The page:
But even if you’re not the greatest planner, and you don’t have a stockpile of cash, you can still travel sooner than later–if not, now.  Beyond figuring out how to make money on the go, finding telework gigs, starting your own portable business, building a passive income stream, or taking advantage of your employer’s remote work or extensive travel options, you can cut your budget (and need for cash) by finding cheap accommodations.

Spend Less on Travel:  Cut Your Travel Housing Budget

Explore these options as possible ways to save on your family travel housing budget.

1.  Homeaway.  Lodging possibilities to fit a range of lifestyles and budgets can be found on Homeaway and at similar vacation rental sites, such as VRBO. It’s possible to score deep housing discounts depending on location, time of year, length of stay, and timing of reservation. Our family has had many happy Homeaway experiences and we’ve lucked out with some great deals, including a $200/week stay at a beautiful mountain rental in Spain.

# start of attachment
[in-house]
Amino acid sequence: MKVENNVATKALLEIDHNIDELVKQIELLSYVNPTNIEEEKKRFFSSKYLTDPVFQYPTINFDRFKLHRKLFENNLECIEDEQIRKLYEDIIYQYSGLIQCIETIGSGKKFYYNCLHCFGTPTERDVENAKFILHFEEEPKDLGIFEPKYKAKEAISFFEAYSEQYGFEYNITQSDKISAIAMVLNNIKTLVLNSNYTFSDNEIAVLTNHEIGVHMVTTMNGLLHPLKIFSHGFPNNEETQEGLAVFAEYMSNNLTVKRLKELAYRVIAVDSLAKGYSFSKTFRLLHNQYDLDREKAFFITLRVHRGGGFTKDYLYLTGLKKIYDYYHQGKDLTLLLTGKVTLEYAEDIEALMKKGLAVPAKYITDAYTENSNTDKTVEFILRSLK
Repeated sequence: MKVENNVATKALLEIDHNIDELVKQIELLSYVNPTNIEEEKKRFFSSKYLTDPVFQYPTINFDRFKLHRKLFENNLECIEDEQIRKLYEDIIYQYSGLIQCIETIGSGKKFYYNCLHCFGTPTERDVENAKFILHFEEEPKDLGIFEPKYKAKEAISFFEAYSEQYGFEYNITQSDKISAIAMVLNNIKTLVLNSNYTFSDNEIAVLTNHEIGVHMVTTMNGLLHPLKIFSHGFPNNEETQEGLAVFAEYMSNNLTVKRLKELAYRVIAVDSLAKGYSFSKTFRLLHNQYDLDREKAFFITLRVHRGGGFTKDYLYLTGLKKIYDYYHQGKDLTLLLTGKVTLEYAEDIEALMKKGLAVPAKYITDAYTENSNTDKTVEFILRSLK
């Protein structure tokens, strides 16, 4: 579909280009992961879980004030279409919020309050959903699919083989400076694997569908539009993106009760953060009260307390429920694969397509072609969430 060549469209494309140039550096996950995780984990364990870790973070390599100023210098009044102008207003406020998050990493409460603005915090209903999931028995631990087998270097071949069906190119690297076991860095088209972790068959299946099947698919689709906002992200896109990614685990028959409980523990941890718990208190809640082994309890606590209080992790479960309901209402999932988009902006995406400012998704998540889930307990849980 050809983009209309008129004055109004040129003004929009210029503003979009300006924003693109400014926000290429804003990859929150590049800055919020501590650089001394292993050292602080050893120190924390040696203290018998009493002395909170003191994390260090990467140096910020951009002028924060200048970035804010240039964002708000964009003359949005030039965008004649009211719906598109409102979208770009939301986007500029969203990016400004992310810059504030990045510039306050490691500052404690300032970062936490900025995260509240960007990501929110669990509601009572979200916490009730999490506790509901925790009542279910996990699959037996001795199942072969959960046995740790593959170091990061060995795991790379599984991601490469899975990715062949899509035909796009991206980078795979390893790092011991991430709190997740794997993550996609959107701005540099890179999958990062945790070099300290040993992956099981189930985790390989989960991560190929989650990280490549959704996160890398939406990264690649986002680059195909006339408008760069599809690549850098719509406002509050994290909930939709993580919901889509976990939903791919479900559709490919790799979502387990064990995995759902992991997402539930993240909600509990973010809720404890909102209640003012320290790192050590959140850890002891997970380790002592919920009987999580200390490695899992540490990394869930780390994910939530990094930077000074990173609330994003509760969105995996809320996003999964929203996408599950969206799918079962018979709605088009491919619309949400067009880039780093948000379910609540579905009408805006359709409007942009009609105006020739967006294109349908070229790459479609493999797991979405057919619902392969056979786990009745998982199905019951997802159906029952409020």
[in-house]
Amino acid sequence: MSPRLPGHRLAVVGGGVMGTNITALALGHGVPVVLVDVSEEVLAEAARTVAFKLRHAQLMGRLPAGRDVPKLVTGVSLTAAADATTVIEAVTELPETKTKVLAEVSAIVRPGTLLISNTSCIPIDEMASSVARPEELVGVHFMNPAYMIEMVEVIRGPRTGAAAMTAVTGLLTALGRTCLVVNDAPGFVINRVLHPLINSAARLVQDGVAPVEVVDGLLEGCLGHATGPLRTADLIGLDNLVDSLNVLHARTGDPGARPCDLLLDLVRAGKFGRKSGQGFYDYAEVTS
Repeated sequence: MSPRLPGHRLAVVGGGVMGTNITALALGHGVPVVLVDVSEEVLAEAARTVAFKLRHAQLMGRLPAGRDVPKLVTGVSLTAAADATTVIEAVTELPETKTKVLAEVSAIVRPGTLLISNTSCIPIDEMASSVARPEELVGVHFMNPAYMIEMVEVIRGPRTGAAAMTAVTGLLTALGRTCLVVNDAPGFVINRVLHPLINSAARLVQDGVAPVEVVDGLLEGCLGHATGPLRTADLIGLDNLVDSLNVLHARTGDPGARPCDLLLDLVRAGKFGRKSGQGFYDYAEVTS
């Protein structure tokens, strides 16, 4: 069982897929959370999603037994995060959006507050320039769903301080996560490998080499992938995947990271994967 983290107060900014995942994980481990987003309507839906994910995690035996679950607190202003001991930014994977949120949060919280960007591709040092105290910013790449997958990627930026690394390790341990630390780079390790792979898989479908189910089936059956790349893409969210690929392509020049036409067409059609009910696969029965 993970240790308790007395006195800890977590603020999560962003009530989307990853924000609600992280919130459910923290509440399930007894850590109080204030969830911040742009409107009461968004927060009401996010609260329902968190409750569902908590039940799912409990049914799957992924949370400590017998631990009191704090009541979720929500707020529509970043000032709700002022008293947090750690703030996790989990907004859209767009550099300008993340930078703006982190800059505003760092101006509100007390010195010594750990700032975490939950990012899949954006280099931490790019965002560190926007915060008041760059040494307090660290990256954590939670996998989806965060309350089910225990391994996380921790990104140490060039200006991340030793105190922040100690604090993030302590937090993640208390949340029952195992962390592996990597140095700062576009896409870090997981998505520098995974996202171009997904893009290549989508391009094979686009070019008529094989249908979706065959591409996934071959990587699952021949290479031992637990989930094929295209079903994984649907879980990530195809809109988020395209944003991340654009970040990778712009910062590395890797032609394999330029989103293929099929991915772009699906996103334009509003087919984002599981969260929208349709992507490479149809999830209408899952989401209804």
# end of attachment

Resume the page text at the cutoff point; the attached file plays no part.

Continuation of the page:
2.  Airbnb.  If you’re looking to settle into a “real” house or apartment with all the comforts of home, a housing option on Airbnb might be a great pick.  Our family snatched up a lovely, centrally located, month-long rental in Paris (with fantastic reviews) using Airbnb at an attractive price–we lucked out with timing/price, as the owners decided to head out of town during the French holiday to show off their brand new baby.